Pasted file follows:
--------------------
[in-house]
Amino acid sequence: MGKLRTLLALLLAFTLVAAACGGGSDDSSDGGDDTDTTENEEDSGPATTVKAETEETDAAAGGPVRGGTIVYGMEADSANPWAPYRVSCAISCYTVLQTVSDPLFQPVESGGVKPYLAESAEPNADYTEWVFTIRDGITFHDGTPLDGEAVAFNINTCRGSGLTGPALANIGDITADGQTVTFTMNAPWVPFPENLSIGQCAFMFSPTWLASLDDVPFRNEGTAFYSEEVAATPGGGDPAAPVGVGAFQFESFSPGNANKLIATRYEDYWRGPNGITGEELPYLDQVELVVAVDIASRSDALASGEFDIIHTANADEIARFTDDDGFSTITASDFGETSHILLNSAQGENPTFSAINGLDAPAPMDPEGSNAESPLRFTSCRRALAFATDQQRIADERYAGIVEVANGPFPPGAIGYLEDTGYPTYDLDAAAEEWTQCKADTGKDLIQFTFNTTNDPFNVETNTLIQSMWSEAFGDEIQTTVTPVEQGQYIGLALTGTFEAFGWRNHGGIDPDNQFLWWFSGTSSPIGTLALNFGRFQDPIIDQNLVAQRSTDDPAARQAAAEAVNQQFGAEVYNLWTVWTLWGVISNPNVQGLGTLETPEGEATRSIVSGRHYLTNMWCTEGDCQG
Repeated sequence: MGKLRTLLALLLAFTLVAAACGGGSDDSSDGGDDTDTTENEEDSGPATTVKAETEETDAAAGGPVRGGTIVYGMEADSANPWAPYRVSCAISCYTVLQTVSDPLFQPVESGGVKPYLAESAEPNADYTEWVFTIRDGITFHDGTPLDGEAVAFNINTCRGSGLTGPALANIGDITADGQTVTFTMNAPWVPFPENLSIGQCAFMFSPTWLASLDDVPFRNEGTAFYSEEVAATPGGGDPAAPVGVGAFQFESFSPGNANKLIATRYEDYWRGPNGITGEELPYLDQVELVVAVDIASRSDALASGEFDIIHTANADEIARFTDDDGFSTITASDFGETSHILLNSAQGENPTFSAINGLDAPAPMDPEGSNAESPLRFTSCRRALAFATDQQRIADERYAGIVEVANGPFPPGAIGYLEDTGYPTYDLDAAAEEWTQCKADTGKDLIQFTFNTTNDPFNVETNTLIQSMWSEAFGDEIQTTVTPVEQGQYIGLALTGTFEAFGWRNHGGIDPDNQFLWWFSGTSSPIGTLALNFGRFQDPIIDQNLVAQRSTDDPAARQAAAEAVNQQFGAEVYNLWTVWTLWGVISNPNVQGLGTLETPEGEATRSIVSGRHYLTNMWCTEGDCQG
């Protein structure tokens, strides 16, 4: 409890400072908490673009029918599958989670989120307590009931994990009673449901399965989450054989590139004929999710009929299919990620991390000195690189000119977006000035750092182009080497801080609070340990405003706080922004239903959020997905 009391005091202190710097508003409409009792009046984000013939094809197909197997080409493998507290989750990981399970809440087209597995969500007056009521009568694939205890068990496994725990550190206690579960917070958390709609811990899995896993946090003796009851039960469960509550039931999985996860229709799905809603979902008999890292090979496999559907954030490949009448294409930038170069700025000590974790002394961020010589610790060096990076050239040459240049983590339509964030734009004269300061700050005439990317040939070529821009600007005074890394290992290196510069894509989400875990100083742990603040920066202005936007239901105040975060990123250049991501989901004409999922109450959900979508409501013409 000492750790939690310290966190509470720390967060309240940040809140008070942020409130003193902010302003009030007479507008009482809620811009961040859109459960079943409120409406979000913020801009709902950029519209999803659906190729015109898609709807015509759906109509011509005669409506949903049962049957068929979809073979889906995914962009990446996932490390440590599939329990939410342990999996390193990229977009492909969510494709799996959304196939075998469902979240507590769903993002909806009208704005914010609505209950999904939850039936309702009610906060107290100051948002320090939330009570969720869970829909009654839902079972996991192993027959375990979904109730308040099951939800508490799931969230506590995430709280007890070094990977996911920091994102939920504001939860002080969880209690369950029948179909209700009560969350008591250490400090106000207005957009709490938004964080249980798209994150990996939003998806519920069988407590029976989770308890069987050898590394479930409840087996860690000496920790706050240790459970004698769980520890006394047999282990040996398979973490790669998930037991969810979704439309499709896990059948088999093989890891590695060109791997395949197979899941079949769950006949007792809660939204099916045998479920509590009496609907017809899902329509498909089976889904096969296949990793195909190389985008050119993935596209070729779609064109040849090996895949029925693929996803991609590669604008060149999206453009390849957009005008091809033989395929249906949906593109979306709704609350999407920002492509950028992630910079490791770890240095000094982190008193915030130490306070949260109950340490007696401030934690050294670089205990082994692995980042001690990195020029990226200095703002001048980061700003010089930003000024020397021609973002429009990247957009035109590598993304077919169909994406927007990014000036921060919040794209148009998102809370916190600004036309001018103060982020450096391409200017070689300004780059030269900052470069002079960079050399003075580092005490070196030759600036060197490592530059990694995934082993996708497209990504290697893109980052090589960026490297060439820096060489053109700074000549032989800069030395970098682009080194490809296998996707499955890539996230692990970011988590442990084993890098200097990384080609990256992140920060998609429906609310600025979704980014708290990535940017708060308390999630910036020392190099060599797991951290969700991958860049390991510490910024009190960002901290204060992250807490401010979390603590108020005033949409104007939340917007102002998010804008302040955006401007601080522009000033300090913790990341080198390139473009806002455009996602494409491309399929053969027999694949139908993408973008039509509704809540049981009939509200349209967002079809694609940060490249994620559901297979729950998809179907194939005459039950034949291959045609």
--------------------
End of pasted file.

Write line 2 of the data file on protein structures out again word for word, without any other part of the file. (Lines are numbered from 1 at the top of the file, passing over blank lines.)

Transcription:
Amino acid sequence: MGKLRTLLALLLAFTLVAAACGGGSDDSSDGGDDTDTTENEEDSGPATTVKAETEETDAAAGGPVRGGTIVYGMEADSANPWAPYRVSCAISCYTVLQTVSDPLFQPVESGGVKPYLAESAEPNADYTEWVFTIRDGITFHDGTPLDGEAVAFNINTCRGSGLTGPALANIGDITADGQTVTFTMNAPWVPFPENLSIGQCAFMFSPTWLASLDDVPFRNEGTAFYSEEVAATPGGGDPAAPVGVGAFQFESFSPGNANKLIATRYEDYWRGPNGITGEELPYLDQVELVVAVDIASRSDALASGEFDIIHTANADEIARFTDDDGFSTITASDFGETSHILLNSAQGENPTFSAINGLDAPAPMDPEGSNAESPLRFTSCRRALAFATDQQRIADERYAGIVEVANGPFPPGAIGYLEDTGYPTYDLDAAAEEWTQCKADTGKDLIQFTFNTTNDPFNVETNTLIQSMWSEAFGDEIQTTVTPVEQGQYIGLALTGTFEAFGWRNHGGIDPDNQFLWWFSGTSSPIGTLALNFGRFQDPIIDQNLVAQRSTDDPAARQAAAEAVNQQFGAEVYNLWTVWTLWGVISNPNVQGLGTLETPEGEATRSIVSGRHYLTNMWCTEGDCQG